09/13/2021 | Press release | Distributed by Public on 09/13/2021 14:42
SEATTLE -- To commemorate the recent renovation of its fish ladder viewing room, the U.S. Army Corps of Engineers (USACE) Seattle District held a ribbon cutting ceremony, Aug. 16, 2021, at Lake Washington Ship Canal and Hiram M. Chittenden Locks, known locally as the 'Ballard Locks' or 'Locks.'
In his opening remarks, Colonel Alexander 'Xander' L. Bullock, Seattle District commander, praised the power of non-profit organizations that pooled resources, and of private citizens who donated around $1.2 million - the largest challenge partnership donation in USACE's history - toward the renovation project.
'In the very best tradition of American governance, we are a country founded on the idea that private citizens will take matters into their own hands. And that's exactly what you see here,' Bullock said. 'The citizens of this region have come together to fund this viewing room and drive forward a construction plan that would upgrade, beautify, and make this facility a fantastic place to visit,' the commander added.
Renovating the viewing room was a combined effort of USACE, The Corps Foundation and Discover Your Northwest, two non-profit organizations that support USACE-managed lakes, rivers and the lands surrounding them, and ensure public lands are places of education, recreation, and inspiration for all. The organizations have supported USACE in past events, like the Lewis and Clark Expedition Anniversary and the Locks' Centennial celebrations in 2017, and regularly collect donations toward various improvement projects at USACE-managed facilities.
Executive Director of Discover Your Northwest, Jim Adams, said the project had been in the works for more than 20 years, and was the biggest capital campaign his organization had been involved in. He said the project caught the attention of world-renowned architect Johnpaul Jones of Jones & Jones Architects, who volunteered to create the architectural design. Local experts in the construction field volunteered their expertise and resources; USACE provided labor, onsite construction support and design review.
'The commitment that the architects and contractors brought to this small job, was a testament to their belief in it,' Adams said.
Fish ladders are usually located on freshwater rivers where dams and locks store water and obstruct fish passage, but the one at the Locks is unique, because it is one of the few fish ladders in the world located where saltwater and freshwater meet; ensuring salmon runs out of the Cedar River watershed and migration upstream to spawn.
Built in 1916, the original fish ladder consisted of 10 individual weirs or steps, a 2-foot differential between each weir. USACE's improvements to the fish ladder in 1976 included increasing the number of weirs to 21, decreasing the differential to one foot, adding an elongated 18th step and a tunnel adjoining the weirs, and creating the viewing room with a visitor exhibit gallery. However, it had been nearly 50 years since the facilities were built and exhibits were installed.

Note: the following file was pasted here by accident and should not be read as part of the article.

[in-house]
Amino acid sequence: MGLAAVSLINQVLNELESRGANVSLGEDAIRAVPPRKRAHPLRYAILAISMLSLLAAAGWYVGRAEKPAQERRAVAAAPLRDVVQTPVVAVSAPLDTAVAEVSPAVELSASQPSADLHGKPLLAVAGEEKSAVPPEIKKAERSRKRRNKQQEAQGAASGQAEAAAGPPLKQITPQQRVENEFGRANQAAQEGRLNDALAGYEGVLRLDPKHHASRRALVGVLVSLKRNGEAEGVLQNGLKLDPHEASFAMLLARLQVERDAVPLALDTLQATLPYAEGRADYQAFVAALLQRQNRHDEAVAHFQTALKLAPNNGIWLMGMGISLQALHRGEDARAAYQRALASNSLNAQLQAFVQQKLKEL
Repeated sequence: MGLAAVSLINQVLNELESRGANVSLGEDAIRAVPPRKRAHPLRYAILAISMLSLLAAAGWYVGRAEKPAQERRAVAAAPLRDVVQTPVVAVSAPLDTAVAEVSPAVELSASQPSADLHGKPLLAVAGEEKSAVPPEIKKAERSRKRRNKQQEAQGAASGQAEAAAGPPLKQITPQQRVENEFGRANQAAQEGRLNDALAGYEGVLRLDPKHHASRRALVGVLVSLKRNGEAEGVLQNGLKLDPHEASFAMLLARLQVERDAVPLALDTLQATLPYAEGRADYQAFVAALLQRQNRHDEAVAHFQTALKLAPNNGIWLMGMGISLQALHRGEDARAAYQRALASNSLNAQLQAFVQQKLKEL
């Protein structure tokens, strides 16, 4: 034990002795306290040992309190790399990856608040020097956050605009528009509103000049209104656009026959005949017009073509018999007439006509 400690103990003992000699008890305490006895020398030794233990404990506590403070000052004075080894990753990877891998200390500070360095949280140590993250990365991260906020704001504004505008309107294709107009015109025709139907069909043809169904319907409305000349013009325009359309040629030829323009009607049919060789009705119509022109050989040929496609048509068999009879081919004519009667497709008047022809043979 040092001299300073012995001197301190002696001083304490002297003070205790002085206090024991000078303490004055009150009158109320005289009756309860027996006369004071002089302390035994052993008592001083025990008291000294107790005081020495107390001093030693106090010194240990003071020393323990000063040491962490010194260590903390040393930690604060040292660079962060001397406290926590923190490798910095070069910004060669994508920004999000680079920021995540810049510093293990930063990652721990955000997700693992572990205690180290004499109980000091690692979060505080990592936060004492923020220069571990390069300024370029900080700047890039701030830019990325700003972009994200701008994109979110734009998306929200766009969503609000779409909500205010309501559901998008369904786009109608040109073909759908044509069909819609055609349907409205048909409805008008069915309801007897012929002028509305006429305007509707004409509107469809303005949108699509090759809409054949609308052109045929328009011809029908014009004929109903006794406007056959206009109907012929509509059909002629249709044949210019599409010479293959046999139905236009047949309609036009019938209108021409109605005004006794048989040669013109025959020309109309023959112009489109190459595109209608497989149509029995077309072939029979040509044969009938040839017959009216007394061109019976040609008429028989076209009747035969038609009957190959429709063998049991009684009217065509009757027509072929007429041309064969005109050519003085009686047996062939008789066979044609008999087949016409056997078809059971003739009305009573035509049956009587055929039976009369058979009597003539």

Rich Deline, director of The Corps Foundation, said the team agreed that renovating the fish ladder viewing room was a necessity because, '…the Locks was a Seattle icon, a navigational lock, a fish passage, and major metropolitan area.' Renovations included improved gallery seating, display walls, and touchscreen monitors that show a series of short videos on the different salmon species. Touching the monitors allow tour guides to pause the videos, and switch to 'presentation mode,' to complete their tours.
In applauding the public's power to rally together to protect the environment and natural resources, Bullock said, 'I am humbled by the generosity of citizens, who organized themselves into organizations, like The Corps Foundation and Discover Your Northwest, and donated significant amounts of funds, also raised by citizens, to create a place here so that our children, the youth of our country, our general citizens and visitors, can get a good understanding of how important the fish passage is, and how seriously the people of this region take the preservation and stewardship of the environment in the Pacific Northwest and the nation,' the native of Snoqualmie, Washington, said.
The Locks is thebusiest lock in the nation, passing 45,000 vessels annually. Afavorite Seattle attraction, the Locks welcomes more than 1.5 million visitors each year, generatingapproximately $1.2 billion in annual revenue, $480 million in annual sales, and $120 million in payroll. The Locks play an active role in developing the Seattle area by connecting Lake Washington to Salmon Bay and Puget Sound. Linking these bodies of water creates a navigational access to the region's valuable natural resources, like lumber and coal, and helps make Seattle a major world port.